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  • Coiffures: Hair in Nineteenth-Century French Literature and Culture
  • Susan Hiner
Rifelj, Carol . Coiffures: Hair in Nineteenth-Century French Literature and Culture. Newark: University of Delaware Press, 2010, Pp. 297. ISBN 978-0-87413-099-7

Carol Rifelj's new book on hair is a refreshing addition to a growing body of scholarship in the field of French fashion studies. By penetrating into the cabinets de toilettes of nineteenth-century bourgeois women and focusing on an element of fashion that is extremely visible and yet heretofore unexamined—hair—Rifelj brings fresh eyes to some of the most studied texts of the nineteenth century. She also illuminates technologies of the self that have long been taken for granted and calls attention to the ways in which a natural human feature may become laden with multiple meanings in various cultural contexts. Hair, it turns out, is quite a bit more complex than it would seem, linked as it was to concepts such as ideal beauty, respectability, fashion, sexuality and even nostalgia.

Coiffures argues that hair deserves to be taken seriously and that its "physical, social, and symbolic dimensions" should be studied as a repository of knowledge about how nineteenth-century subjects viewed both themselves and the social world around them (31). Although Rifelj's principal primary sources are literary (she draws from a wide range of novels by Balzac, as well as from Gautier, Flaubert, Maupassant, Sand, Zola, and others), she also offers incisive analyses of the fashion and etiquette writings that were contemporaneous to these texts. Her deftly juxtaposed readings provide social context to the novels she explores, and her selection of illustrations aptly complements those readings. The book weaves together the multiple valences of hair as symbol, as key signifier in nineteenth-century realist novels, and as physical embodiment of woman.

The book is organized into five chapters following a brief introduction outlining the prominence of hair both in novelistic discourse and in other cultural media, such as fashion illustrations and treatises on beauty. By establishing interconnections among chapters, which take up subjects such as hair's relation to sexual identity, the cultural connotations of hair color, the secret spaces and rituals of hairdressing, and the hair trade, Rifelj builds a strong argument for the rich signifying value of hair. Each chapter offers not only a thorough examination of the theme at hand, but also detailed readings of literary works illustrating that theme. [End Page 335]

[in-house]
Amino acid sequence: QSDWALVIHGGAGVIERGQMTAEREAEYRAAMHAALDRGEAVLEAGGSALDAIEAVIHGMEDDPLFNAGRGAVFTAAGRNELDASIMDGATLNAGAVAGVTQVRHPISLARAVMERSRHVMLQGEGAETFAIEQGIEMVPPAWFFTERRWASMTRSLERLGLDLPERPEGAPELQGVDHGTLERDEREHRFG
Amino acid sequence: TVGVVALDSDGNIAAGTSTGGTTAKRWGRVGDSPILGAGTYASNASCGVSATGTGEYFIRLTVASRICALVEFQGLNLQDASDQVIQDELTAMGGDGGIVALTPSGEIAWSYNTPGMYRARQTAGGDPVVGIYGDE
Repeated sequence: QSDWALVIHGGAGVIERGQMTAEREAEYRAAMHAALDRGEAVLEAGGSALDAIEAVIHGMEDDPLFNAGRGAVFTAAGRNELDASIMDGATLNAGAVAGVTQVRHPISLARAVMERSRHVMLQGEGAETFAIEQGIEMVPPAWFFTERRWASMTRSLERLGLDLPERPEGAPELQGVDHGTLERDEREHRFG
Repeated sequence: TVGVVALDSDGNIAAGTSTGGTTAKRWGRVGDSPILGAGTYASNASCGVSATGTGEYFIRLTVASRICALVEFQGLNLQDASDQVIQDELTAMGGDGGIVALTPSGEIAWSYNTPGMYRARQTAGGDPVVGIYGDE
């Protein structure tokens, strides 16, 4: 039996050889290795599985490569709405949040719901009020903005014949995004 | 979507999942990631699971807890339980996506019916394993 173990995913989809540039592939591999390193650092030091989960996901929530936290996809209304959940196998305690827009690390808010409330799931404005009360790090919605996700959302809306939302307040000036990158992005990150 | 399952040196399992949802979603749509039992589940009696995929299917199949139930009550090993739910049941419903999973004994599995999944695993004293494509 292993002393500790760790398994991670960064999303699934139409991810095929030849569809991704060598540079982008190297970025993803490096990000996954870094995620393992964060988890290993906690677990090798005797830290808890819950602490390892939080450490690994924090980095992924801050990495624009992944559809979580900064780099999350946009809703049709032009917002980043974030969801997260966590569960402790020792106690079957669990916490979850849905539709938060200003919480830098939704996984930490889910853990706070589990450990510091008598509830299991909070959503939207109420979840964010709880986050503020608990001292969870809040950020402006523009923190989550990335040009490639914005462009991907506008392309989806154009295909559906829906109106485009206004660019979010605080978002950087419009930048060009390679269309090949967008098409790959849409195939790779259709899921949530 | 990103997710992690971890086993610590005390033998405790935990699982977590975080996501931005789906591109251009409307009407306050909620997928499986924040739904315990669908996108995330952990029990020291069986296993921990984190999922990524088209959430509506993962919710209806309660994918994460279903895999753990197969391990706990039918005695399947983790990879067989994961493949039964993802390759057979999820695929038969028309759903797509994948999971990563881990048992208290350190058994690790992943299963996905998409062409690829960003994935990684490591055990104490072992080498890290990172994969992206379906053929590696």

Chapter One, "The Language of Hairstyles" proposes a model for fashion studies and presents a more fully developed presentation of the book's subject. Acknowledging the caveats of the language metaphor for the study of fashion, Rifelj then adapts this metaphor in productive ways, focusing on historical context, the connotations of styles, and the thematic and metaphoric uses made of these styles in literature. Her discussion of the radically short "Titus" cut so popular in the first decade of the century lays the groundwork for her analysis of gender in Barbey d'Aurevilly's "Le Rideau cramoisi," and her developments on curls, bandeaux, and dangerously loosened hair, supported by textual and visual analyses, underscore for the reader just how awash in popular fashion culture the great realist novelists of the nineteenth century actually were. Each detail is meticulously chosen and developed as the study progresses, thus contributing to an elegant unfolding of the layered and multiple meanings of hair.

Chapter Two develops the cliché that we still recognize of long, luxuriant hair as the hallmark of femininity, ultimately proposing that hair in the nineteenth century came to be understood as an "indirect representation of sexuality" (118). Rifelj analyzes a contradictory body of literature attributing moral characteristics to hair color by cleverly staging these texts in juxtaposition with some of the most misogynistic treatises of the period in Chapter Three, entitled "Color." Her examination of the dangers of hair coloring and its attendant moral connotations recalls Marni Kessler's work on the dangers of maquillage (Sheer Presence: The Veil in Manet's Paris, Minnesota: University of Minnesota Press, 2009). This chapter might have been enriched through conversation with Kessler's work on visual culture, for Rifelj suggests vital connections between the literary and...


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